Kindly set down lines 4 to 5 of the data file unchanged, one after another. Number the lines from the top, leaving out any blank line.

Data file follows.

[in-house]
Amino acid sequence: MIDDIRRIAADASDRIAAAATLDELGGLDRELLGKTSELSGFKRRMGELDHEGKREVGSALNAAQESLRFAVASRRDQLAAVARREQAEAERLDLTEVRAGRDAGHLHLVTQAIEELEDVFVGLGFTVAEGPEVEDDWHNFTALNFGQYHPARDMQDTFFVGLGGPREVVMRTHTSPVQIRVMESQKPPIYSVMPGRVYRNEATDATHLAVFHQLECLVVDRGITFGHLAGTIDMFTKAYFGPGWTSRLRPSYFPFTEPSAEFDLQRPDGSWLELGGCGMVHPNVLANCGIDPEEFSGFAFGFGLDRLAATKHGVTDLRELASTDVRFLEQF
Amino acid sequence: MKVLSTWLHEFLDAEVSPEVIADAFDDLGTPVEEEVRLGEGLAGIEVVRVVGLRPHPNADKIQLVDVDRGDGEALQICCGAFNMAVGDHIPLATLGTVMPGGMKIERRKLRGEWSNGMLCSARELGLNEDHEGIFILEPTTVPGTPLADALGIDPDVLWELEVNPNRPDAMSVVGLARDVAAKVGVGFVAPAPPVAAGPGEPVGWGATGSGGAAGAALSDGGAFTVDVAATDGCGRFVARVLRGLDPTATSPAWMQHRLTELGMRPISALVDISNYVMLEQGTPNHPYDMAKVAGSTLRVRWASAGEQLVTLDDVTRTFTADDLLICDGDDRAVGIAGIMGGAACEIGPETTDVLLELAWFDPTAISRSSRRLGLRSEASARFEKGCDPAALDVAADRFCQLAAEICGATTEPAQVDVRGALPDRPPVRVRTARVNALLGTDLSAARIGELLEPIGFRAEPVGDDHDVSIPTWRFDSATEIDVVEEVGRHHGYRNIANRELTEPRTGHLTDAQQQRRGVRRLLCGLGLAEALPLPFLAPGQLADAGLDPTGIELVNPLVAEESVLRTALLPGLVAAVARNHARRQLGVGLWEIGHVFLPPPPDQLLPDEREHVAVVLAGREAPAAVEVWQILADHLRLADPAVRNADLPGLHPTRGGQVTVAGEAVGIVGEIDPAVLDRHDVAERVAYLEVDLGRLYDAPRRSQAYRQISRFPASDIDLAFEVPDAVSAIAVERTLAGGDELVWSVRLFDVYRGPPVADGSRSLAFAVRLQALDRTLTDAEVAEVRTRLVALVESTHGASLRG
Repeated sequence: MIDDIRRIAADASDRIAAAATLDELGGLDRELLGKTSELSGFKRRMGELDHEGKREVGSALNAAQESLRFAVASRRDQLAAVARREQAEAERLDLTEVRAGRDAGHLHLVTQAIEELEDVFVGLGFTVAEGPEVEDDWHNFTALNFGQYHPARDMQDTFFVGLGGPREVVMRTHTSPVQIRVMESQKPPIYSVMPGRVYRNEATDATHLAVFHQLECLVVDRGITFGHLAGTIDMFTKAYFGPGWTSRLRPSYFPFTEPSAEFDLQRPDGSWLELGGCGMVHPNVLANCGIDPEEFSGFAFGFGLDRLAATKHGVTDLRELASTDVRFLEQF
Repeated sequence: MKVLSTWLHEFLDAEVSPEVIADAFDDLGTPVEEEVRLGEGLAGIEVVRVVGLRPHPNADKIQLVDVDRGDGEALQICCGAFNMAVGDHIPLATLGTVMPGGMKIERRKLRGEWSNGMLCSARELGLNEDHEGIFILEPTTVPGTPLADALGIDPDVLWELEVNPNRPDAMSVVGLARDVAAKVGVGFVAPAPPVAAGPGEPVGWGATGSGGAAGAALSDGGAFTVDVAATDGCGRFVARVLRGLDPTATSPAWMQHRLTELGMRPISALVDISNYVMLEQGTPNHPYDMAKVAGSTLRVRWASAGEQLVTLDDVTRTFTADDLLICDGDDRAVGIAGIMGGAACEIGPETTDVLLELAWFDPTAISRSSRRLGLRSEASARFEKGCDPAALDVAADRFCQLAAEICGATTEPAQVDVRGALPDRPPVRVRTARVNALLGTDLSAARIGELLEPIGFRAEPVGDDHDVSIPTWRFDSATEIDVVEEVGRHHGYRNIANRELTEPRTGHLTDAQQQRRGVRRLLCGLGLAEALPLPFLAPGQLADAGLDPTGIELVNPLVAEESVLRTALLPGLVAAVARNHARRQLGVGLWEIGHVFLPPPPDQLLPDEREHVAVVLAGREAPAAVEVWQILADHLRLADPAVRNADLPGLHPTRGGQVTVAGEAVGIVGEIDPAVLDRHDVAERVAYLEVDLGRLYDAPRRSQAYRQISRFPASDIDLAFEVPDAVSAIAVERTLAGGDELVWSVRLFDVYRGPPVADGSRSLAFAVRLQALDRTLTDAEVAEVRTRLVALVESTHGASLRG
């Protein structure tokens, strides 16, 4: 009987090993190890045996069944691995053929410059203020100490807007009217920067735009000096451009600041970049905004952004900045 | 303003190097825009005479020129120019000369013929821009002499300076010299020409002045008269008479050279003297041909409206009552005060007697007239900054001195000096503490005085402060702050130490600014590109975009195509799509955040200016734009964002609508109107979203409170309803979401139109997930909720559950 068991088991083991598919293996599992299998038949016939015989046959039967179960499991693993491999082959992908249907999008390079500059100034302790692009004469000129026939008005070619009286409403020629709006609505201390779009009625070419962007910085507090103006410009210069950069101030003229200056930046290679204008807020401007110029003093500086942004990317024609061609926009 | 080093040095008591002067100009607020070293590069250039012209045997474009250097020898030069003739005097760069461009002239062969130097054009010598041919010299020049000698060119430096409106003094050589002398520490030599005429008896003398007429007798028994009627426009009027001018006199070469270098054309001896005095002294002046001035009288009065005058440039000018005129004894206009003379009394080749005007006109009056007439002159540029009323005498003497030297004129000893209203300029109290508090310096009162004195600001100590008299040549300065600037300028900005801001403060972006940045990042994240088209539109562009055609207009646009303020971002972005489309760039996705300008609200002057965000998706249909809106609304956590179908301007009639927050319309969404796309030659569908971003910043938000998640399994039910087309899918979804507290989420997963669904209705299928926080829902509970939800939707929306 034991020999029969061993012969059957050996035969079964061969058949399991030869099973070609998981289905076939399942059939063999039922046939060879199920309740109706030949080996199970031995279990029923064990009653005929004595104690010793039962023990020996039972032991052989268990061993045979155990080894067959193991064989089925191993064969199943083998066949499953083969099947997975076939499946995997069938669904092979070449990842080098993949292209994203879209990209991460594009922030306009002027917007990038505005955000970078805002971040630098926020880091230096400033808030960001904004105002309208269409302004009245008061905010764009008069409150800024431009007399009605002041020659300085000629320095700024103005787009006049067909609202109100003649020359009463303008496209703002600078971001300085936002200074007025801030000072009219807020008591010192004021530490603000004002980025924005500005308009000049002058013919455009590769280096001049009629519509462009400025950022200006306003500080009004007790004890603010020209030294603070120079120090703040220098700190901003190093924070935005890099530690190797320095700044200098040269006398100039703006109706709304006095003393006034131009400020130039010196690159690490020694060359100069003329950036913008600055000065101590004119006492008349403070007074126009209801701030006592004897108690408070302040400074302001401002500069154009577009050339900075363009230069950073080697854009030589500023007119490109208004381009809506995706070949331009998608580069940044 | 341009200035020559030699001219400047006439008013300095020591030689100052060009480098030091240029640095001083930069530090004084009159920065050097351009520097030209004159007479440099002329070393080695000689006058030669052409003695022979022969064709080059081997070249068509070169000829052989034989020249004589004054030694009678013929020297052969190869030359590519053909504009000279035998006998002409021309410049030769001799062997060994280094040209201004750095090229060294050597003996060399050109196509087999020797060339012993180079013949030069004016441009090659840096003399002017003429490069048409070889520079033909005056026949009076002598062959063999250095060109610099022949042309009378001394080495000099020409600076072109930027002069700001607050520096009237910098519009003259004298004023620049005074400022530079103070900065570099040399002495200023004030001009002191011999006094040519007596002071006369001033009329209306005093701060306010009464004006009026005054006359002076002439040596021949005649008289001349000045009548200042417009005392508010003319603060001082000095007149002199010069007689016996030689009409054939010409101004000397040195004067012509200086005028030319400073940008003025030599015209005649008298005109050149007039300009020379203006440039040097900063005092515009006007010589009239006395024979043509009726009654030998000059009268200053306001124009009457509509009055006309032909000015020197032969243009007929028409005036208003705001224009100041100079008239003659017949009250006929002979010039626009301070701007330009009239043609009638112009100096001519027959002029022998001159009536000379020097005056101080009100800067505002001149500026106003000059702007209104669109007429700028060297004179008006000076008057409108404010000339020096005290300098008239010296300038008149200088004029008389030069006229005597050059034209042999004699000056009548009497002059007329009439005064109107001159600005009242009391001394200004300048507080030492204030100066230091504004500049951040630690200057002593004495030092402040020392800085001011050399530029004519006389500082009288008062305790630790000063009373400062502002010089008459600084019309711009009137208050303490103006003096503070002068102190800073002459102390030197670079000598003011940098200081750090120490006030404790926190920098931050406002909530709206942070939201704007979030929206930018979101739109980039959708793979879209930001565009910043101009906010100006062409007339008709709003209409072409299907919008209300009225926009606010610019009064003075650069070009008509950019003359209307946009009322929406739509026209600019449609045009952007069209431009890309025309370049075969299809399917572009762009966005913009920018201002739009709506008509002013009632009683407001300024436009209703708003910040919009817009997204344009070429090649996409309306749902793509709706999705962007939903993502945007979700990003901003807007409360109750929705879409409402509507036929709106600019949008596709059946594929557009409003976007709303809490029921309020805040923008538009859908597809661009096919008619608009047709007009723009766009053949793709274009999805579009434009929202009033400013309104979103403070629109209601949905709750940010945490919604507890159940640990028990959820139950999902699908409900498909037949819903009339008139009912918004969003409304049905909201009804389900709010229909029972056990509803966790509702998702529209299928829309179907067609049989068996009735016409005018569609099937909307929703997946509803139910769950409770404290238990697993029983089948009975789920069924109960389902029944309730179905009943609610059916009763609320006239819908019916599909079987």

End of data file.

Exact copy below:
Repeated sequence: MIDDIRRIAADASDRIAAAATLDELGGLDRELLGKTSELSGFKRRMGELDHEGKREVGSALNAAQESLRFAVASRRDQLAAVARREQAEAERLDLTEVRAGRDAGHLHLVTQAIEELEDVFVGLGFTVAEGPEVEDDWHNFTALNFGQYHPARDMQDTFFVGLGGPREVVMRTHTSPVQIRVMESQKPPIYSVMPGRVYRNEATDATHLAVFHQLECLVVDRGITFGHLAGTIDMFTKAYFGPGWTSRLRPSYFPFTEPSAEFDLQRPDGSWLELGGCGMVHPNVLANCGIDPEEFSGFAFGFGLDRLAATKHGVTDLRELASTDVRFLEQF
Repeated sequence: MKVLSTWLHEFLDAEVSPEVIADAFDDLGTPVEEEVRLGEGLAGIEVVRVVGLRPHPNADKIQLVDVDRGDGEALQICCGAFNMAVGDHIPLATLGTVMPGGMKIERRKLRGEWSNGMLCSARELGLNEDHEGIFILEPTTVPGTPLADALGIDPDVLWELEVNPNRPDAMSVVGLARDVAAKVGVGFVAPAPPVAAGPGEPVGWGATGSGGAAGAALSDGGAFTVDVAATDGCGRFVARVLRGLDPTATSPAWMQHRLTELGMRPISALVDISNYVMLEQGTPNHPYDMAKVAGSTLRVRWASAGEQLVTLDDVTRTFTADDLLICDGDDRAVGIAGIMGGAACEIGPETTDVLLELAWFDPTAISRSSRRLGLRSEASARFEKGCDPAALDVAADRFCQLAAEICGATTEPAQVDVRGALPDRPPVRVRTARVNALLGTDLSAARIGELLEPIGFRAEPVGDDHDVSIPTWRFDSATEIDVVEEVGRHHGYRNIANRELTEPRTGHLTDAQQQRRGVRRLLCGLGLAEALPLPFLAPGQLADAGLDPTGIELVNPLVAEESVLRTALLPGLVAAVARNHARRQLGVGLWEIGHVFLPPPPDQLLPDEREHVAVVLAGREAPAAVEVWQILADHLRLADPAVRNADLPGLHPTRGGQVTVAGEAVGIVGEIDPAVLDRHDVAERVAYLEVDLGRLYDAPRRSQAYRQISRFPASDIDLAFEVPDAVSAIAVERTLAGGDELVWSVRLFDVYRGPPVADGSRSLAFAVRLQALDRTLTDAEVAEVRTRLVALVESTHGASLRG